On March 27, 2015, a United Kingdom Court Of Appeal addressed two fundamental but long-unsettled issues in UK privacy law, holding that the right to privacy is an independent tort and that the showing of harm necessary to recover damages does not require economic loss.  The decision was based primarily on the UK’s 1998 Data Protection Act and common law, but the Court’s analysis will likely influence privacy law jurisprudence elsewhere in the European Union and beyond.

In Google Inc v. Vidal-Hall & Ors,the plaintiffs alleged that their browser-generated information (“BGI”) was collected via the Safari browser through the use of cookies, without their knowledge or consent, and contrary to a public representation by the collecting entity.  The plaintiffs’ suit included a claim for misuse of private information and asserted damages based on resulting anxiety and distress—without alleging any pecuniary loss.

The Court acknowledged that many prior decisions treated the violation of privacy rights as a derivative of causes of action such as breach of confidence.  But in view of a jurisdictional issue riding on the nature of the asserted claim, the Court departed from precedent to conclude that “misuse of private information should now be recognised as a tort for the purposes of service out [sic] the jurisdiction.”  The Court claimed that it was not “creat[ing] a new cause of action,” but rather “giv[ing] the correct legal label to one that already exists.”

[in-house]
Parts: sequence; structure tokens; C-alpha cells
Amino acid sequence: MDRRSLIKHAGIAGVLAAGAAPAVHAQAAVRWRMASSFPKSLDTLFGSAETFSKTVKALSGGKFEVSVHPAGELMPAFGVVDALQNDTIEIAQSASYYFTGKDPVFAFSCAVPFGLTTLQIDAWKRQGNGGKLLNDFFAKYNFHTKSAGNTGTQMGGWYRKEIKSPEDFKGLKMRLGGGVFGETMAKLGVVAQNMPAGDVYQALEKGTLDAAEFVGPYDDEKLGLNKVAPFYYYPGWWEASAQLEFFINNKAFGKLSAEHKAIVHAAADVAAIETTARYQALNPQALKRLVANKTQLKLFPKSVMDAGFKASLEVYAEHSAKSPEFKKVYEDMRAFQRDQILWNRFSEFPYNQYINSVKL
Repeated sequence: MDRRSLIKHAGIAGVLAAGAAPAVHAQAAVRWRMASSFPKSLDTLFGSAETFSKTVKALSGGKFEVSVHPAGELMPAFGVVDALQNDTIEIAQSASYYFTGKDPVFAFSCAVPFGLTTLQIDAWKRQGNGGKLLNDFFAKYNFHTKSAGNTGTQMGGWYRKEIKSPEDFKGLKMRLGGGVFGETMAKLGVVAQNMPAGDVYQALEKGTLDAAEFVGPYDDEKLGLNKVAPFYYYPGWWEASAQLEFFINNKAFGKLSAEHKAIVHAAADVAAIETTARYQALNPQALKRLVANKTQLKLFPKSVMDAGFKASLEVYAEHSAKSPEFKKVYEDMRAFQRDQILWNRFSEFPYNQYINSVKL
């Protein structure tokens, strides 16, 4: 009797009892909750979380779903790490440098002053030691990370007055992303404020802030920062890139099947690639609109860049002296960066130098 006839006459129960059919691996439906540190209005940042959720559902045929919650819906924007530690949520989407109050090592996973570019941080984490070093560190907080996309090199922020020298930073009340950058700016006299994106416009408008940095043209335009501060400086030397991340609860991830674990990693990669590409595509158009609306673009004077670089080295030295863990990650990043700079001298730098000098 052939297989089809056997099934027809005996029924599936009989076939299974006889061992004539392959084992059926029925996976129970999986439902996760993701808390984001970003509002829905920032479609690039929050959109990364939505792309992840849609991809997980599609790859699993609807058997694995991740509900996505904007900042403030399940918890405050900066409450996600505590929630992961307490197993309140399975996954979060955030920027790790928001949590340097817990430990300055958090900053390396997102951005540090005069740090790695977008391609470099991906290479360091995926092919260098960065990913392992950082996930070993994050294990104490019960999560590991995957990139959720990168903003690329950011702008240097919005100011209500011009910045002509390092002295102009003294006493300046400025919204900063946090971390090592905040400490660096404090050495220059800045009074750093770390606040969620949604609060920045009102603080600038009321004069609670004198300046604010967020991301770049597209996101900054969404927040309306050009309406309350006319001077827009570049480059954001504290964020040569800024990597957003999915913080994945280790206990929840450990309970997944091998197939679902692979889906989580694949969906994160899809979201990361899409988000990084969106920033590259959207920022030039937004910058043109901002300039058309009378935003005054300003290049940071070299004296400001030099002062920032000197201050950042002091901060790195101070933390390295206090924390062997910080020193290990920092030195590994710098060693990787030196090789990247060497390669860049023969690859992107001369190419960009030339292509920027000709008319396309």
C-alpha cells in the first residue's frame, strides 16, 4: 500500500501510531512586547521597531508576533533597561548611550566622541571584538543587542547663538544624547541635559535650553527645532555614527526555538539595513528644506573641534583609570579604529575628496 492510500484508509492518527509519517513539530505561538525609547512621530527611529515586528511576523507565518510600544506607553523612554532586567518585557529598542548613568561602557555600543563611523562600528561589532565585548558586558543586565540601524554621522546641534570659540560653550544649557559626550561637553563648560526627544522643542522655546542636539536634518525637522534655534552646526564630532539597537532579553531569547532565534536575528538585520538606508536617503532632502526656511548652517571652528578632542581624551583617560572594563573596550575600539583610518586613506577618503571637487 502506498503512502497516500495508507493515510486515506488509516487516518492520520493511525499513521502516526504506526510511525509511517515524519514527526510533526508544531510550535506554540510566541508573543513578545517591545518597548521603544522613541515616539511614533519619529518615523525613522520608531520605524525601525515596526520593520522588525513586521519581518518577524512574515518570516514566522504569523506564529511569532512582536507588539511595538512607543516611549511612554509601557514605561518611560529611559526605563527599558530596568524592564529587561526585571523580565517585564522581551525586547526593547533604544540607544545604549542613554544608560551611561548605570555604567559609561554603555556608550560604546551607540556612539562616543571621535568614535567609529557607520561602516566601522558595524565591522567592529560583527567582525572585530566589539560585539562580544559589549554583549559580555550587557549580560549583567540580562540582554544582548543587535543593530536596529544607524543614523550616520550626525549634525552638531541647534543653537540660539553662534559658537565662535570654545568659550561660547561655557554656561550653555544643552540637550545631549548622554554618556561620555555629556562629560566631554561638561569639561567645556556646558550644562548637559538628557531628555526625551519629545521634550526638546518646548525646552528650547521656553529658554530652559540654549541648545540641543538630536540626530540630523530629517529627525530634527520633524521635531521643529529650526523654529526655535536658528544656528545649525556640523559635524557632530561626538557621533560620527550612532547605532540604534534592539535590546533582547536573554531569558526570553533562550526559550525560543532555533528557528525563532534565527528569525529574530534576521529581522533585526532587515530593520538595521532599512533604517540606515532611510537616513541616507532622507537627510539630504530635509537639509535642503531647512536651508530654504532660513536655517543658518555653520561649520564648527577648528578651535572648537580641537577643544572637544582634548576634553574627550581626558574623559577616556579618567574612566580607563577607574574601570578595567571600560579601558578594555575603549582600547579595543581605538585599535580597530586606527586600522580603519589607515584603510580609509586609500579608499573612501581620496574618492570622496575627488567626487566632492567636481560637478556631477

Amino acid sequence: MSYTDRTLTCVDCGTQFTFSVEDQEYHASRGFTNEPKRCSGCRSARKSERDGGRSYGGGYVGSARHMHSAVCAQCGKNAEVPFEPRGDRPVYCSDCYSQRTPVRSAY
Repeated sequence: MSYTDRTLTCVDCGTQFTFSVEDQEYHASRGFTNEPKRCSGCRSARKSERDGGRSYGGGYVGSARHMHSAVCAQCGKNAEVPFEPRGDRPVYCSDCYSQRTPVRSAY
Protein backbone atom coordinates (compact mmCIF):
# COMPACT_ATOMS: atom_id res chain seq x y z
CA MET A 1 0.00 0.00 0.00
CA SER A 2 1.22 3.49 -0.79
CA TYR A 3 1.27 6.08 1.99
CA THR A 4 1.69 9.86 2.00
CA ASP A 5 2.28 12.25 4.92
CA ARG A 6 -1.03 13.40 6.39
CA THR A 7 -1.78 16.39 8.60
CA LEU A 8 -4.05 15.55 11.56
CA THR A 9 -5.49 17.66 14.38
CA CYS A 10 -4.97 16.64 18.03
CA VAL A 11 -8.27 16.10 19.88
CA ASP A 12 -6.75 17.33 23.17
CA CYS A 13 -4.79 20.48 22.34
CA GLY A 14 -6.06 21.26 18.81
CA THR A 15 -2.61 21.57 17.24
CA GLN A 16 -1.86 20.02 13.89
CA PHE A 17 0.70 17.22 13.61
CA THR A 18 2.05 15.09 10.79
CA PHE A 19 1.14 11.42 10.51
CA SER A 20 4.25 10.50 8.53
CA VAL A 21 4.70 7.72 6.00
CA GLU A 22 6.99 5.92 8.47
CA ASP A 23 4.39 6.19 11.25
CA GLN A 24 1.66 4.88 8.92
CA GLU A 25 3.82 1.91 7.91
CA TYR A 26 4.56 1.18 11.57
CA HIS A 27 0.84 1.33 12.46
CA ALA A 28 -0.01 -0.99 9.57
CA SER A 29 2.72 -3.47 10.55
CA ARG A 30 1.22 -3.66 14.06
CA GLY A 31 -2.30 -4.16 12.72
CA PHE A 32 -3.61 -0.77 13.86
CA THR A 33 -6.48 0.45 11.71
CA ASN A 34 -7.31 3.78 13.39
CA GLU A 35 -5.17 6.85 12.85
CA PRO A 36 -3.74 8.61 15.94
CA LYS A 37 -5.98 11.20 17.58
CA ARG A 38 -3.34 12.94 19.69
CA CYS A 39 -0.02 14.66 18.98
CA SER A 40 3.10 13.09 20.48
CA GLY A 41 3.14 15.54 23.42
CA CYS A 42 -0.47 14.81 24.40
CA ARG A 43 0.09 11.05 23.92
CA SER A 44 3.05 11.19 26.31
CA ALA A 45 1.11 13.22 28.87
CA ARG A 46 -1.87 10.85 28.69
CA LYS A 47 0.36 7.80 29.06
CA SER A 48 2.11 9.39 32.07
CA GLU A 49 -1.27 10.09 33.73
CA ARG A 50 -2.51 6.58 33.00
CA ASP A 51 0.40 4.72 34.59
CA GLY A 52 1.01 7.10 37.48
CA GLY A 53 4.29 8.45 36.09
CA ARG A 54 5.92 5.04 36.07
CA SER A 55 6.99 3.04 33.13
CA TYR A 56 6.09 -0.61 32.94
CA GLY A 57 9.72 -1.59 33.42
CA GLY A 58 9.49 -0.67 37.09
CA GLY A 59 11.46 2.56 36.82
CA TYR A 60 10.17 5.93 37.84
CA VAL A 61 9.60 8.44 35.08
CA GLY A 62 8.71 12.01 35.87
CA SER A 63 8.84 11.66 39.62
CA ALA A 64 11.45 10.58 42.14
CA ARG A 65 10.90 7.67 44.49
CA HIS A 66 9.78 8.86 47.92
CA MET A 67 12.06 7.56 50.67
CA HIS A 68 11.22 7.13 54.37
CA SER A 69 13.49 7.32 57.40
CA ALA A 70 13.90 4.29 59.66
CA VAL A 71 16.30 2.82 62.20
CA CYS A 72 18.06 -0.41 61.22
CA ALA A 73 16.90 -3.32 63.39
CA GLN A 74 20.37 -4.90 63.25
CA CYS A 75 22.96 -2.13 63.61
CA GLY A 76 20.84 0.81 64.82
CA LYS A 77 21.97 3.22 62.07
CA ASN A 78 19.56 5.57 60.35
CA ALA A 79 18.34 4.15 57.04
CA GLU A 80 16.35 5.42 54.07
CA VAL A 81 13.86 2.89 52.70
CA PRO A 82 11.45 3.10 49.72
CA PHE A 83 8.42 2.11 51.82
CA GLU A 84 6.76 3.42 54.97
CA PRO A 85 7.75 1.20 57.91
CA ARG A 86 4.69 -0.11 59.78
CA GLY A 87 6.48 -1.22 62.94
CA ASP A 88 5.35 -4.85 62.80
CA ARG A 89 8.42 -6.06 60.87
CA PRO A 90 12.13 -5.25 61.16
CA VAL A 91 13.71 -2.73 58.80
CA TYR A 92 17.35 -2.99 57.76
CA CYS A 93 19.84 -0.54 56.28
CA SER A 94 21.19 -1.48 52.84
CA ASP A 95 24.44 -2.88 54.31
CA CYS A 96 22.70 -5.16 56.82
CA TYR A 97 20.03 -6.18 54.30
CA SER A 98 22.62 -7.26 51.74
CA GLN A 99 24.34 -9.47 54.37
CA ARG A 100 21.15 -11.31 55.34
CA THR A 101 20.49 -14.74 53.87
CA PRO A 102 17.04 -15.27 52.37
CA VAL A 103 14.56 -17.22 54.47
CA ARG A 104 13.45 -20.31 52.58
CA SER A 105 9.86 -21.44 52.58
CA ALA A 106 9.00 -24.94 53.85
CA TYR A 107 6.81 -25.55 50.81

Turning to the requirement of alleged harm, the Court addressed the Data Protection Act’s goal of implementing the EU Data Protection Directive, which “purports to protect [] privacy rather than economic rights.”  The Court’s analysis of the UK and EU statutory language led it to conclude that the legal framework establishing a “fundamental right” of privacy was not contingent on pecuniary loss.

The Court was then left with the question of whether the collected BGI constituted “personal data” subject to privacy protection, but left that issue for the lower court to determine, stating only that BGI would be personal data if it could be used to (i) identify an individual directly or (ii) render an individual identifiable indirectly, through analysis of the “data and other information which is in the possession of, or is likely to come into the possession of the data controller.”

Ultimately, the Court’s analysis of privacy rights may serve more as an influential decision than a precedential one, given that the EU Data Protection Directive is being phased out with the adoption of the EU’s General Data Protection Regulation, expected later this year.